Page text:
This may first appear as a silly question to ask your dentist in Kettering. Popular opinion would answer it with a resounding, “Yes, chocolate is bad for your teeth. Obviously.” However, our Kettering dental office has a slightly different position when it comes to chocolate and your oral health.
Chocolate’s Secret Benefit for Happy Teeth
For years you’ve been hearing dentists talk about avoiding sweets or enjoying them in moderation since they tend to wreak havoc on your teeth. While still mostly true, recent research has suggested that dark chocolate, specifically, may defy this outdated rule. In fact, studies conducted in the United States, England, and Japan are changing the way the world views dark chocolate.
Dark Chocolate: A Serious Cavity Fighter
When we eat anything that has a high sugar content, including dark chocolate’s counterpart milk chocolate, that sugar is left to hang around on teeth. The bacteria in the mouth love this and start to feed on the sugars. What happens next is where the trouble begins. The feeding bacteria produce an acidic byproduct. This acid, if not neutralized or removed, is what causes tooth enamel to break down and leaves teeth at risk for decay and cavities. However, ingredients and compounds found in dark chocolate don’t allow this to occur, which makes it an a-ok treat in our book.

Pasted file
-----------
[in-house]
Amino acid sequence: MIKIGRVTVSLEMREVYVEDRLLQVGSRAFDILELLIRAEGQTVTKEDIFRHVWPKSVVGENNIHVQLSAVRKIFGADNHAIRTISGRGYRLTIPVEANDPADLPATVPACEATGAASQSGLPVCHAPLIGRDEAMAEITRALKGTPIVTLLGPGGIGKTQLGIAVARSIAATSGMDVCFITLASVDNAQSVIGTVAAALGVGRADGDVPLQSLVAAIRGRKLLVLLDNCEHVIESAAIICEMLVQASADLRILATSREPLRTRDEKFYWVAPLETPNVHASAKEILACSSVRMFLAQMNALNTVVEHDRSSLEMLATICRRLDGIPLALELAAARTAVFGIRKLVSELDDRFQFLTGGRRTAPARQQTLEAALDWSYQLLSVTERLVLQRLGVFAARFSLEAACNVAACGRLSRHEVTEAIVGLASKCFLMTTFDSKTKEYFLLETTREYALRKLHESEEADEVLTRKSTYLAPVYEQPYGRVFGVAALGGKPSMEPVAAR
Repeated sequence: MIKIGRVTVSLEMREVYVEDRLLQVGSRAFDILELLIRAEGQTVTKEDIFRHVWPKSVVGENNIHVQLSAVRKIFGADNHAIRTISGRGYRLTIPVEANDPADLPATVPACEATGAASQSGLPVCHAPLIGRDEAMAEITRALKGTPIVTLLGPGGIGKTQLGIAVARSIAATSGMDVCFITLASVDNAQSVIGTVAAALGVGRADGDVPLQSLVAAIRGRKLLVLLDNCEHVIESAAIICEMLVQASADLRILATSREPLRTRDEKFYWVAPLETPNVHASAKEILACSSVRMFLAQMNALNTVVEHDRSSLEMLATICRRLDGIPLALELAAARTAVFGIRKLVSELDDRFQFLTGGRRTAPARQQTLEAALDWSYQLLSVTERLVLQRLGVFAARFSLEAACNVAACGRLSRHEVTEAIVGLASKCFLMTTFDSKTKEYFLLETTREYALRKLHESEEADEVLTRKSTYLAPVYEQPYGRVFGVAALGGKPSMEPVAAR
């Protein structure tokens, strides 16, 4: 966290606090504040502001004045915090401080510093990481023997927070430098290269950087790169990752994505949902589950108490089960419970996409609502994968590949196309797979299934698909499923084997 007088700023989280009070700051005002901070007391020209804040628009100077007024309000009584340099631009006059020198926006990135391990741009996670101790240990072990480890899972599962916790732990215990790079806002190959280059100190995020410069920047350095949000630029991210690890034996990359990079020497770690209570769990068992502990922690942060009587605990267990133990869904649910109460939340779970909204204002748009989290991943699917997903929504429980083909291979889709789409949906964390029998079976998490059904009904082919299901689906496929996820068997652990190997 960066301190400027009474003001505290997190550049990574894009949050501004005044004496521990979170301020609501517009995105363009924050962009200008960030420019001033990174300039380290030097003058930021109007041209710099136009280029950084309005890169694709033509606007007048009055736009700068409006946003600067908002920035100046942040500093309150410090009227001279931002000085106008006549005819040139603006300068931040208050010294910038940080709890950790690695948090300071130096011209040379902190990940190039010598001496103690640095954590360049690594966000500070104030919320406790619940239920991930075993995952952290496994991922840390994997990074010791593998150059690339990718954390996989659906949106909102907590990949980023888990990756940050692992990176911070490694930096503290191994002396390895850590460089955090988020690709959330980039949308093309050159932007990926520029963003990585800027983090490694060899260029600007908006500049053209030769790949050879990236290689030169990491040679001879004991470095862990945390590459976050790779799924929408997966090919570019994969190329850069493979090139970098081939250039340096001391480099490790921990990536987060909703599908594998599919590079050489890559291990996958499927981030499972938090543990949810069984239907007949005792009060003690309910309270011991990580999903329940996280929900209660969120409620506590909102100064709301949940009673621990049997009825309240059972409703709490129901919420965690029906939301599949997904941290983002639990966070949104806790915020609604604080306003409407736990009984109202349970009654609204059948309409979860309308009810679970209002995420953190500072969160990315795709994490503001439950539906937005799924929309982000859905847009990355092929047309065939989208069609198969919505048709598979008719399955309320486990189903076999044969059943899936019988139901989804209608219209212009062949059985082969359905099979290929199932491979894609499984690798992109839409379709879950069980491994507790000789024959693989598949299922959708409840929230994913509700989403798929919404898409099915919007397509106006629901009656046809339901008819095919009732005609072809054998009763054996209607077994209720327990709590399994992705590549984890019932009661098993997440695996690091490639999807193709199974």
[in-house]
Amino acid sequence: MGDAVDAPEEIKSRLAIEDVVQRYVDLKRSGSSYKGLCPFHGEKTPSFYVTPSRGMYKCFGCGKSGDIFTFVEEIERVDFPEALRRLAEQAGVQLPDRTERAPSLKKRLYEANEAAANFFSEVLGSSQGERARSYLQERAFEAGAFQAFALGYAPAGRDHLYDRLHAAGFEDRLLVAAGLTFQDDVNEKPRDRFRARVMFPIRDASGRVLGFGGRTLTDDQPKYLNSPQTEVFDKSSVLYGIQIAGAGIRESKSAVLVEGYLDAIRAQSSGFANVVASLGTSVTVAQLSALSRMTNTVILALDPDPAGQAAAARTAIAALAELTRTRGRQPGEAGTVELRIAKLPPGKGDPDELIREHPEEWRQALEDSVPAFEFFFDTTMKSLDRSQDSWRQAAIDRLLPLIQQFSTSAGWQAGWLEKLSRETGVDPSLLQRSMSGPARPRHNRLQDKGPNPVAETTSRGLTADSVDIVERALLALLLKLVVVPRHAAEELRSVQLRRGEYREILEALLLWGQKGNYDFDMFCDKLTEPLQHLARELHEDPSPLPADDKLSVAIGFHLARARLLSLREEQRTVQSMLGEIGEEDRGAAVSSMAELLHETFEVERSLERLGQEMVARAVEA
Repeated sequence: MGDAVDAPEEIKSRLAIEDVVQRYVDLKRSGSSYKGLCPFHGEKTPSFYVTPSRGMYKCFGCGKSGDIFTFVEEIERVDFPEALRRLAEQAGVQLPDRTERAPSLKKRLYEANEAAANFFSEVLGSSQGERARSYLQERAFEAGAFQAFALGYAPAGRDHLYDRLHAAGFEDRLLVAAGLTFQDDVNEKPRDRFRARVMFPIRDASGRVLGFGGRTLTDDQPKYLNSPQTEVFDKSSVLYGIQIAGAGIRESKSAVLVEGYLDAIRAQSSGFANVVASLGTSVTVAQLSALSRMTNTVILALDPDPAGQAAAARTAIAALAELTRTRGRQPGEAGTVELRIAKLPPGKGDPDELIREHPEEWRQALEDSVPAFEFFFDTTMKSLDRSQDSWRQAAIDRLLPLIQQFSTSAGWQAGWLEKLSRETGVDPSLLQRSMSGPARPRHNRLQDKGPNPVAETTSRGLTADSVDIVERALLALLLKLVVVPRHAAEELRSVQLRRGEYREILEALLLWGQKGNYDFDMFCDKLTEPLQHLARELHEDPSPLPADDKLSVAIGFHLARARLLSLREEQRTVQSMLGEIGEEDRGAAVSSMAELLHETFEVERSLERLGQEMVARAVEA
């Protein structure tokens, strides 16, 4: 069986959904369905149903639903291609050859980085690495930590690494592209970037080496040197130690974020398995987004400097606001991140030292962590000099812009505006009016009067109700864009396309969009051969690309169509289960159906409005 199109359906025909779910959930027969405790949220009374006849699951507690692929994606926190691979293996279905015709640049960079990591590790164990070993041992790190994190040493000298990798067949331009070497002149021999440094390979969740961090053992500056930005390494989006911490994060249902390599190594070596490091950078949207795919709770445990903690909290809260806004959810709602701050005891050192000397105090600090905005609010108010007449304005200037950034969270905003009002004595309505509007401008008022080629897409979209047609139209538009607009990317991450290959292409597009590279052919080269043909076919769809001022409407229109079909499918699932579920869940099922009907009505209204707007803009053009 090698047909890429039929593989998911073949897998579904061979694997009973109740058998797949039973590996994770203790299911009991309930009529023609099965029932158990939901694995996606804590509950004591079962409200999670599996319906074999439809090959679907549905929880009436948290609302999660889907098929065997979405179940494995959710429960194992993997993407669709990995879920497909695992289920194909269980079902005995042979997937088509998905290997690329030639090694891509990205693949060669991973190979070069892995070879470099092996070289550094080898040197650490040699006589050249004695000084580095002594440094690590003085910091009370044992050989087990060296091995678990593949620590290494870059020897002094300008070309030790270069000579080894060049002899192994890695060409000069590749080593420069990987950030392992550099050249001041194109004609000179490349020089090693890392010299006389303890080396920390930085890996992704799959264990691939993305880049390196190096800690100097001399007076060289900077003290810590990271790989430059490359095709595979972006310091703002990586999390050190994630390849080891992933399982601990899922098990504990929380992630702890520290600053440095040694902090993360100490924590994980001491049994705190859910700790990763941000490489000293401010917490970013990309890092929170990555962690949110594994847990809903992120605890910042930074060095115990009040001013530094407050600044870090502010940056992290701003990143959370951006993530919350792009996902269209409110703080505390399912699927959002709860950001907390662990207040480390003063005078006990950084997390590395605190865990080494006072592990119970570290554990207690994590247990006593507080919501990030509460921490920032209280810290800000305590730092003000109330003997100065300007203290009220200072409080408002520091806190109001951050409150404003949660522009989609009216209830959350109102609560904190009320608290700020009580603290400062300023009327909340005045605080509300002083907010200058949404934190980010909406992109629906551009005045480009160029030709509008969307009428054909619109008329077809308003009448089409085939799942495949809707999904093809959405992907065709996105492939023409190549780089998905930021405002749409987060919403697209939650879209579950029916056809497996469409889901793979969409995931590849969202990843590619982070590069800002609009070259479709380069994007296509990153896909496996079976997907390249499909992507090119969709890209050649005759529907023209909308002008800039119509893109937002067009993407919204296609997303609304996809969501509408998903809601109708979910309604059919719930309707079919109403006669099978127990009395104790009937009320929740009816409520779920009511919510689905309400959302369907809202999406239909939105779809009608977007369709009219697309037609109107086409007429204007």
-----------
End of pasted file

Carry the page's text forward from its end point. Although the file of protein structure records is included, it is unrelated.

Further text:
How Does it All Work?
If we eat a piece of dark chocolate, we’re still exposing our teeth to the sugar content. However, the compounds found in the cocoa bean husk, which is a primary ingredient in dark chocolate, help counteract the damaging effects of sugar. These special compounds fight off both the bacteria that would normally feed on the sugar and produce acid as well as any plaque. In fact, some studies suggest that the compounds found in dark chocolate may be more efficient at defending against decay than fluoride. However, more research is needed to test this theory.
Remember, Dark Chocolate is Good Chocolate
While we’d love to be able to tell you eating all types of chocolate is beneficial for your oral health, it’s just not true. These studies that support the health benefits of chocolate are dedicated specifically to dark chocolate. So before you load up on your favorite candy bars, try to make the switch to organic, dark chocolate for the best protection.
Following a well balanced diet of fruits, veggies, grains, and dairy is also important for not only oral health, but whole body health too. But the good news is that we now have a delicious and healthy option for dessert or quick sweet tooth fixes.